Littlejohn Engineering to City: We need extra $11,476

Already weeks into a contract that has failed to meet its first deliverable dates and has announced an additional six-week delay to develop the first phase of the city’s mobility plan, the consultant selected by City Manager John Regan, Littlejohn Engineering, has made its first change order adding another $11,476 to the taxpayer’s $108,219 price tag.

Regan defended the addition of two more task force meetings, an extra commission presentation, and another community outreach meeting, during the Monday night meeting of the St Augustine City Commission.

“Getting this right on the front end will save us millions of dollars in the long run,” Regan told commissioners. “On the parking garage we spent about $100,000 to control the spending of $25 million — and this is probably bigger than that.”

Resident readers of Historic City News have become increasingly skeptical of a successful outcome from Littlejohn for a number of reasons expressed on our website,, and in comments posted to our facebook page,

In a letter sent to Mayor Nancy Shaver and copied to the four commissioners after he listened to the video from the meeting, a member of the Mobility Task Force, Steven P. Carter, who is recently retired from a seventeen-year position as Vice President with The North Highland Company, was critical of the lack of communication during this process; both from Littlejohn and to the residents.

“Unless the communications improve, we will lack the community buy-in necessary to make this project a success,” Carter told Historic City News editor Michael Gold in an interview this afternoon.

Carter’s pre-retirement consulting relationship with the global management and technology consulting company, North Highland, gave him good insight into best practices in the consulting field today. He was also critical of the lack of auditing of contract compliance between the city and Littlejohn and says he did not understand why Commissioners Todd Neville, Leanna Freeman, and Nancy Sikes-Kline were so vehemently opposed to holding the consultant accountable.

“In addition to the contractual benchmark requirements, there should have been a requirement for bi-weekly or monthly updates from the consultant,” Carter pointed out. “With better communication of that information to the residents, as it was happening, you may have avoided some of the frustration we are dealing with now.”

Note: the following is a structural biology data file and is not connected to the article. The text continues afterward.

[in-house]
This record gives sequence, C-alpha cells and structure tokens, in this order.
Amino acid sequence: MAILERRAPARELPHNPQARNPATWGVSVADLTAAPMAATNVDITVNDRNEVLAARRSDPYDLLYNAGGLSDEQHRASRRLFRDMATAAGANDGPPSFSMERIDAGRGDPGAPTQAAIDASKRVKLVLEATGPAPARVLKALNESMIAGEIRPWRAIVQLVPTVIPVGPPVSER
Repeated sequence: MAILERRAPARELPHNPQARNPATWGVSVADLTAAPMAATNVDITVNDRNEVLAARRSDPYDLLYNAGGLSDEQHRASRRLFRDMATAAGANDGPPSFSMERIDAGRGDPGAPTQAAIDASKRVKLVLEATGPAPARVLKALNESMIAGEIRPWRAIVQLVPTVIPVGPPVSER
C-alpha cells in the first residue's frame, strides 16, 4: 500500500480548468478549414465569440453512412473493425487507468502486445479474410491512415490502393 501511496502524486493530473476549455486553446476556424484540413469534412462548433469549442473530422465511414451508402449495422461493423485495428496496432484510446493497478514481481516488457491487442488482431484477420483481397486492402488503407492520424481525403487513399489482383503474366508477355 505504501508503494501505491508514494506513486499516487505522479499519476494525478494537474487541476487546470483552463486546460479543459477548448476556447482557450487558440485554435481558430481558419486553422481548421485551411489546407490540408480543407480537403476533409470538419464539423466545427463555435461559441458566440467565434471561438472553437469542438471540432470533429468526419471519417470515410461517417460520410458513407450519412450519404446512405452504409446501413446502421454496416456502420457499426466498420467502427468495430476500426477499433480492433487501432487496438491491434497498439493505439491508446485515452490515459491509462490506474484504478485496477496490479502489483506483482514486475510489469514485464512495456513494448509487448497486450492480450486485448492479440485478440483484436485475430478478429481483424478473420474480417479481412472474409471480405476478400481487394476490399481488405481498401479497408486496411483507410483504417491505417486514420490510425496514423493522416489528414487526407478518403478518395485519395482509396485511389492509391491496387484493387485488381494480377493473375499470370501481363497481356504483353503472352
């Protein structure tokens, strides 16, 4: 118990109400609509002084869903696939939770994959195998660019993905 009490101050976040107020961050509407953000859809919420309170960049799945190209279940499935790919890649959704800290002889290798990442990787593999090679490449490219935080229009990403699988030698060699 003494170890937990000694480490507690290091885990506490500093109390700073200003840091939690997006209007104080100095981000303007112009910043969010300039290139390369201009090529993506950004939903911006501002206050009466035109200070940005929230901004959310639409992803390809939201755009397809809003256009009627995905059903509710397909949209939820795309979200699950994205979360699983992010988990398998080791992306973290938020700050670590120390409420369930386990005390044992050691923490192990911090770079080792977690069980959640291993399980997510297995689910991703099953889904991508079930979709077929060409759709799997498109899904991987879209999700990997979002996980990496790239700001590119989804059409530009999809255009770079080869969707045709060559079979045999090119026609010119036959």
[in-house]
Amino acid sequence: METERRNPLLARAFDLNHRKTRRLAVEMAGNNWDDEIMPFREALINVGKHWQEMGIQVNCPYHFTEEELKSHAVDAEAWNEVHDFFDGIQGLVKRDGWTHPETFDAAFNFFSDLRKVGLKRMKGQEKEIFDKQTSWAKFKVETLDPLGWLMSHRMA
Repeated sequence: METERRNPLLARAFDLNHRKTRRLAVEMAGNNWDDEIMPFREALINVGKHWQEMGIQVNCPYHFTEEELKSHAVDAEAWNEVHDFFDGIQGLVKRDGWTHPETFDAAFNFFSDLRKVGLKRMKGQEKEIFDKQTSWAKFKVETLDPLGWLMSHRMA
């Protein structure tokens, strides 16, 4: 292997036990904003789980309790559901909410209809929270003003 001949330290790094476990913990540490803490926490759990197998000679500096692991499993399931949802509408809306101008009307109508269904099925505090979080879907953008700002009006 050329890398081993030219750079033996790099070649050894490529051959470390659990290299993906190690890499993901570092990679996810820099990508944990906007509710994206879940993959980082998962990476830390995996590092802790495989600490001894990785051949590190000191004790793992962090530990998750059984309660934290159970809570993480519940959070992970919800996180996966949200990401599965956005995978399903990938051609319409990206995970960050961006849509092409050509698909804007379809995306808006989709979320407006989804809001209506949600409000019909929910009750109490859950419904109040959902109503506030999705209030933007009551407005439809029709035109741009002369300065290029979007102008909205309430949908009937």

Carter told Historic City News that even though the contract omitted that requirement, the consultant themselves should be communicating those updates anyway because it is so common in consulting work.

Contract compliance auditing with a consultant is like performing annual evaluations of your employees, even though the city commission has dropped the ball in evaluating the three employees that it alone hires — the city manager, city attorney, and city clerk. In fact, the city attorney and city clerk have no provisions for commissioner evaluations at all.

The city manager is supposed to be evaluated annually, but that has been hit and miss at best, with two-term commissioner Leanna Freeman refusing to perform a written evaluation of the city manager. In the most recent city manager evaluations obtained by Historic City News, the only one that contained any feedback that recognized abilities and gave examples of areas that need improvement, was filed by Mayor Shaver. The others showed no effort or regard for the process, simply marking every question with a top numeric score, and offering no commentary whatsoever.

“If they can’t or won’t evaluate their own employees, what makes you think they are able to evaluate a third-party consultant?” rhetorically asked one member of Historic City News’ editorial board recently.

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